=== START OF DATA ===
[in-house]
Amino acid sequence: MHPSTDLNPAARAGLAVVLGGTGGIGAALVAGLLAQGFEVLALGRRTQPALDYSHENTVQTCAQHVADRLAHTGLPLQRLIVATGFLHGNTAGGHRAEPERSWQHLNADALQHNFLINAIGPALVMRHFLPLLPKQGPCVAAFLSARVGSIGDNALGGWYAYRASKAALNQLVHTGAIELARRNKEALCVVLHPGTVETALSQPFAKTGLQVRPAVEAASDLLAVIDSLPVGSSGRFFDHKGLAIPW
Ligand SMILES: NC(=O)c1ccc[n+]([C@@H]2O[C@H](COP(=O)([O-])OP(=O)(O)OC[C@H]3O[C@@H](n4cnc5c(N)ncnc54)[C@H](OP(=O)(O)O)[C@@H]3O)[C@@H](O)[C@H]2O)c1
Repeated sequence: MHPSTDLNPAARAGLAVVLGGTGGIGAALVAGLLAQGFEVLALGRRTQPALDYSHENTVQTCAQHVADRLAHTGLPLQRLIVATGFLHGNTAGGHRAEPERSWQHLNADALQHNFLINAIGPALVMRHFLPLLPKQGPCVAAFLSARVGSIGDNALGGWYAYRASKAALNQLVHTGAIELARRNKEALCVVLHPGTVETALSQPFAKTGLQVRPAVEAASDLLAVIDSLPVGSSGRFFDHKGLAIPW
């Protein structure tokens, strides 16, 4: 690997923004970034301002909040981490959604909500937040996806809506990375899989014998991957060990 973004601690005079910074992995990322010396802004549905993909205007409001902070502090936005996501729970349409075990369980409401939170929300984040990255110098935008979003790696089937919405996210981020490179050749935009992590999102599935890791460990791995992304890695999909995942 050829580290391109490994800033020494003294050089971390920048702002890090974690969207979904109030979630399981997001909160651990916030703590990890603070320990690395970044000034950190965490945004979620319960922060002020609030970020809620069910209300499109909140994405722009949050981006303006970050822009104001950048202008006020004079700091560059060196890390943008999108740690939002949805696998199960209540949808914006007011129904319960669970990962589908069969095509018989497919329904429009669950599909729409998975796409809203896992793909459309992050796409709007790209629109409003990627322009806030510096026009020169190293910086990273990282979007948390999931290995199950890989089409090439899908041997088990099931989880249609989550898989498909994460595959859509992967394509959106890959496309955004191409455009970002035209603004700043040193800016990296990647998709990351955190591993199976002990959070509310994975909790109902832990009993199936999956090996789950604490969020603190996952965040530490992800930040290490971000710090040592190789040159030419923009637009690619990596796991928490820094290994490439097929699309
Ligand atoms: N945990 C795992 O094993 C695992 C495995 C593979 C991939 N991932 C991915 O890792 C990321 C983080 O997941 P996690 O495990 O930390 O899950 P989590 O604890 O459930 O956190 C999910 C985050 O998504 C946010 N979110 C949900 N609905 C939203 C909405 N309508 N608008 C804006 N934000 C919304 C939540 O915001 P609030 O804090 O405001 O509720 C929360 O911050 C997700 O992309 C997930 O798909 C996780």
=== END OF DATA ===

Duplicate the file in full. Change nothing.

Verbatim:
[in-house]
Amino acid sequence: MHPSTDLNPAARAGLAVVLGGTGGIGAALVAGLLAQGFEVLALGRRTQPALDYSHENTVQTCAQHVADRLAHTGLPLQRLIVATGFLHGNTAGGHRAEPERSWQHLNADALQHNFLINAIGPALVMRHFLPLLPKQGPCVAAFLSARVGSIGDNALGGWYAYRASKAALNQLVHTGAIELARRNKEALCVVLHPGTVETALSQPFAKTGLQVRPAVEAASDLLAVIDSLPVGSSGRFFDHKGLAIPW
Ligand SMILES: NC(=O)c1ccc[n+]([C@@H]2O[C@H](COP(=O)([O-])OP(=O)(O)OC[C@H]3O[C@@H](n4cnc5c(N)ncnc54)[C@H](OP(=O)(O)O)[C@@H]3O)[C@@H](O)[C@H]2O)c1
Repeated sequence: MHPSTDLNPAARAGLAVVLGGTGGIGAALVAGLLAQGFEVLALGRRTQPALDYSHENTVQTCAQHVADRLAHTGLPLQRLIVATGFLHGNTAGGHRAEPERSWQHLNADALQHNFLINAIGPALVMRHFLPLLPKQGPCVAAFLSARVGSIGDNALGGWYAYRASKAALNQLVHTGAIELARRNKEALCVVLHPGTVETALSQPFAKTGLQVRPAVEAASDLLAVIDSLPVGSSGRFFDHKGLAIPW
């Protein structure tokens, strides 16, 4: 690997923004970034301002909040981490959604909500937040996806809506990375899989014998991957060990 973004601690005079910074992995990322010396802004549905993909205007409001902070502090936005996501729970349409075990369980409401939170929300984040990255110098935008979003790696089937919405996210981020490179050749935009992590999102599935890791460990791995992304890695999909995942 050829580290391109490994800033020494003294050089971390920048702002890090974690969207979904109030979630399981997001909160651990916030703590990890603070320990690395970044000034950190965490945004979620319960922060002020609030970020809620069910209300499109909140994405722009949050981006303006970050822009104001950048202008006020004079700091560059060196890390943008999108740690939002949805696998199960209540949808914006007011129904319960669970990962589908069969095509018989497919329904429009669950599909729409998975796409809203896992793909459309992050796409709007790209629109409003990627322009806030510096026009020169190293910086990273990282979007948390999931290995199950890989089409090439899908041997088990099931989880249609989550898989498909994460595959859509992967394509959106890959496309955004191409455009970002035209603004700043040193800016990296990647998709990351955190591993199976002990959070509310994975909790109902832990009993199936999956090996789950604490969020603190996952965040530490992800930040290490971000710090040592190789040159030419923009637009690619990596796991928490820094290994490439097929699309
Ligand atoms: N945990 C795992 O094993 C695992 C495995 C593979 C991939 N991932 C991915 O890792 C990321 C983080 O997941 P996690 O495990 O930390 O899950 P989590 O604890 O459930 O956190 C999910 C985050 O998504 C946010 N979110 C949900 N609905 C939203 C909405 N309508 N608008 C804006 N934000 C919304 C939540 O915001 P609030 O804090 O405001 O509720 C929360 O911050 C997700 O992309 C997930 O798909 C996780």